Jennifer Egan is an American author who’s novel “A Visit From the Goon Squad” won the 2011 Pulitzer Prize for fiction and National Book Critics Circle Award for fiction. She’s also written numerous short fiction, many which have had their debuts in “The New York Times Magazine” which supplements a impressive literary career garnered about her since her debut novel, “Look at me” (2001). “The Keep” was her fourth novel and even if it is one of her more “lesser known novels” (i.e. remains in the shadow of “A Visit from the Goon Squad”) it was highly praised by critics upon its release. Before I review “The Keep”, it seems fair to point out that I haven’t read any of Ms. Egan’s other literary works. Therefore this review will only be a critique of “The Keep”, but not on Ms. Egan’s body of work as a whole. In fact, I plan on reading “A Visit from the Good Squad” when I get my hands on a copy.
“The Keep” contains two parallel stories. One tells the story of Danny who is desperate for a job. So he agrees to work on a project with his cousin, Howard. Despite his desperation, Danny finds Howard suspicious and feels awkward around him, due to a deadly prank Danny played on Howard when the two of them were children. At the same time we follow a prisoner named Ray, who attends a writing course run at the prison. He becomes fairly infatuated with the teacher, Holly, and makes it his mission to have the frail contact of holding her hand (as he puts it: “in here it’s as good as fucking her”). As the story unfolds we find out that the narrative about Danny and Howard is the story Ray is writing for the course in prison. The climax of this interwoven tale is us finding out that Ray worked alongside Howard and Danny, and killed Danny by shooting him.
As a whole novel, “The Keep” has an interesting concept. Unfortunately it is poorly paced; half of the novel is just Danny walking about the construction site of the hotel he and Howard are working on, whilst emptily fretting about his vacant life. In sum, vacuously fussing about an unfilled existence (no wonder it is a problem). The incident from both Howards and Danny’s childhood is only mentioned in the novels beginning and then forgotten till the very end of the novel. And even then it turns out that the incident didn’t really have any relevance to these character’s actions and conclusions in the middle of the novel.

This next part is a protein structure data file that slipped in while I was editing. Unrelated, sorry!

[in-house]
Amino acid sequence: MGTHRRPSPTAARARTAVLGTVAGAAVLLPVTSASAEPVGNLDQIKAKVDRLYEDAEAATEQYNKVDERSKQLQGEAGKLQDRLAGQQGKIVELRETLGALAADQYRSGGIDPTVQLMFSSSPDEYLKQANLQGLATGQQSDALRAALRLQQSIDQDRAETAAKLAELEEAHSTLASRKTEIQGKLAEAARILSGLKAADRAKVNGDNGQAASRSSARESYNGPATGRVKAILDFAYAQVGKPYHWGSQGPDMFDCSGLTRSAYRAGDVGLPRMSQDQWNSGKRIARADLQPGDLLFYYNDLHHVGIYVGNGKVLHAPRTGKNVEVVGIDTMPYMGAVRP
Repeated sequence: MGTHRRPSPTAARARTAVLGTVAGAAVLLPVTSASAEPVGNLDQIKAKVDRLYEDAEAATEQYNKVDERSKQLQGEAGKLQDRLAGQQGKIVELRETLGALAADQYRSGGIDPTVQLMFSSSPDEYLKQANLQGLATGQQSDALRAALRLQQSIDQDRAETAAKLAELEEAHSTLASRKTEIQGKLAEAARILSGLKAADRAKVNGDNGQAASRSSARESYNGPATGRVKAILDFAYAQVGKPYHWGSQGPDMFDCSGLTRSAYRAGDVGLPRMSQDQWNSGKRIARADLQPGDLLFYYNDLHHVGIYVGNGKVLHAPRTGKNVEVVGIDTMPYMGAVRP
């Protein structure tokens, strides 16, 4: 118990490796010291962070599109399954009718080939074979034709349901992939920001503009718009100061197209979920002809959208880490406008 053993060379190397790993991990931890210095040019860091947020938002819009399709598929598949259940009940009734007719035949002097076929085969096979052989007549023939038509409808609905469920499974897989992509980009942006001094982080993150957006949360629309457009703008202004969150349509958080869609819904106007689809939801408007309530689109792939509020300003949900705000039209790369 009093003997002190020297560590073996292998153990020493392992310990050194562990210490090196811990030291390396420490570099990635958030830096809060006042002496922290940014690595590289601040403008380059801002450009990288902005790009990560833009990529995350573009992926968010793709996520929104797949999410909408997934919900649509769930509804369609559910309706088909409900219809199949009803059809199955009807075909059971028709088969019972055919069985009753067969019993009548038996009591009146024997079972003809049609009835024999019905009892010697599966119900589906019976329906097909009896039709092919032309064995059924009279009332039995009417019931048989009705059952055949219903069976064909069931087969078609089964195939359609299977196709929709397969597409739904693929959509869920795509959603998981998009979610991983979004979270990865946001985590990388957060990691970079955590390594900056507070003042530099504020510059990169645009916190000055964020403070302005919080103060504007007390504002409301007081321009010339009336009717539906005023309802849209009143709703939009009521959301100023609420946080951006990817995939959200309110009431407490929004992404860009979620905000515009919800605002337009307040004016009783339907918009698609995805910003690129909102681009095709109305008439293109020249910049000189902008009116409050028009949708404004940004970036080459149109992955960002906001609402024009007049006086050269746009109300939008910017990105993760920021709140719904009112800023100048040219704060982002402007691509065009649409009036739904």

Ray’s story is modestly better written than the other protagonists of this tale. However, the novel’s incurable flaw is not that it is dull and longer than it should have been, but resides within the clumsy and annoying ending.
The final chapter is told entirely from Holly’s point of view. In it, the reader learns that Holly has two daughters, a teenager named Meg and a small child named Gabby. She has been to rehab due to having a severe addiction to Crystal meth, as did her husband, Terry, the father of the two girls. Holly describes how she started taking drugs alongside her husband since she was “tired of being the cop” and wanted to have fun. This event occurred while she had two very young girls to look after. Instead of being the parent the girls could depend on, she decided to emotionally abandon them in the thick of addiction. It is of course true that Terry suspended his own responsibilities as a parent by becoming a drug addict but this addiction of the father rings hollow as a distraction point for Holly’s participation in the family trauma and neglect of the children . Simply put the reader is asked to deal lightly with the mother Holly’s embrace of the spiral of addiction and to feel no compunction to lay the life of the kids to one dysfunctional parent instead of two.
Holly lays out to the reader the path of her addiction, which cumulates at one point with a miscarriage, yet we never find Holly even lightly reflecting on how traumatizing the circle of addiction, indifference and abuse may have been for her children. Instead we are placed in a narration focusing only on the psychological wounds Holly supposedly has from her own bad decisions. The character of Holly lightly skips over the destruction’s of her interactions with the dependent and circles in a field of guilt only regarding herself.
In the final chapter of the novel, Holly is informed that Ray (who one will remember was in Holly’s Writing Course at the prison) has escaped. Holly hurries home to inform Meg and Gabby that they all will have to sleep in Meg’s room for the evening. Meg complains about the lack of privacy and confronts her mother with the statement lingering always about the addict: “as if you can protect us”. This commotion sends the younger child Gabby into despairing tears, wherein Holly snaps at her daughter: “Look what you’ve done, you little bitch!”. Though we are told that Holly hates herself for saying such a thing to her daughter, the actuality, as always, is that this is an internal whimper (she thinks it, not says it) of the character whose very presence means rejecting any external apology or self-judgments when there are others who should “take the blame”. Served as well in this small set-scene, though Holly calls her teenage daughter by sexist terms reserved for the most mean-spirited and mad amongst us, the author actually serves up Holly as failing to see that her daughter’s comment is not entirely unjustifiable.